iguanamon wrote:Yes, I do this, and, no, I certainly do not find it to be a waste of time. On the contrary, I find it to be integral to how I learn languages. A well curated Twitter feed is a great aid to me. I follow news sites; language academies/promoters; authors; scientists; poets (even dead poets and authors have accounts, tweeted by living people of course); singers; travel writers; the occasional politician; and even normal everyday people who are not famous. This gives me a wide variety of input. I get linked to interesting articles and videos I could never find myself. I can look at how language is used in the real world. I can comment and interact with people in L2. I can read how other people interact with the tweets. I find a lot to interest me via serendipity, which is becoming a lost art these days as more and more people only consume what interests them.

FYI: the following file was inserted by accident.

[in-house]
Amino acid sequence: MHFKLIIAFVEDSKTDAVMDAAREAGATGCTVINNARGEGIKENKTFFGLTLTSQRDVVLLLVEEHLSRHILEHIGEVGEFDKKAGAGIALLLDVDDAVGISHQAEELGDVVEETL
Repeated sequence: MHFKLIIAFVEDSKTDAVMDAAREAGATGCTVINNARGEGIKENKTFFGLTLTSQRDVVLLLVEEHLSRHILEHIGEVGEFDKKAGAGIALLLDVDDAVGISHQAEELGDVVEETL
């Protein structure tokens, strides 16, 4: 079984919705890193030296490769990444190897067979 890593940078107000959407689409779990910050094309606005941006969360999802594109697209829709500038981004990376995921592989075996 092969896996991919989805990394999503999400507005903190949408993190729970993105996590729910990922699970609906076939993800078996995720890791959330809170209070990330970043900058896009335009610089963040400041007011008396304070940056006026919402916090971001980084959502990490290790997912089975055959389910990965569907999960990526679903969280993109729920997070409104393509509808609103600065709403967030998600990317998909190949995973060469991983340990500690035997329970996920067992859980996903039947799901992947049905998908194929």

I advise anyone, even those at low levels, to try curating their own twitter feed. It's a lot easier and quicker to parse a short tweet than a long text. Doing this can provide real world language experience outside courses and can provide synergy with a course- see something in a tweet, see it later in the course and vice versa. It is most definitely not a waste of time. It is a much better use of a high beginner/low intermediate's time than trying to watch an L2 series with L1 subs.



This is such a great response!!
I actually did end up making a twitter specifically for my Hindi -- It's been neat to see little snippets and while I typically disable my social media notifications, I made sure to keep Twitter's on because the little reminders to keep practicing helped. While I haven't sent any tweets yet, I have been watching a lot of political accounts and seeing how everyone interacts. It's been so weird, like I've unlocked a side of the internet I had not known about before.
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Re: Creating Social Media Platforms for Immersion in your Target Language

Postby Sumisu » Fri Apr 02, 2021 12:35 am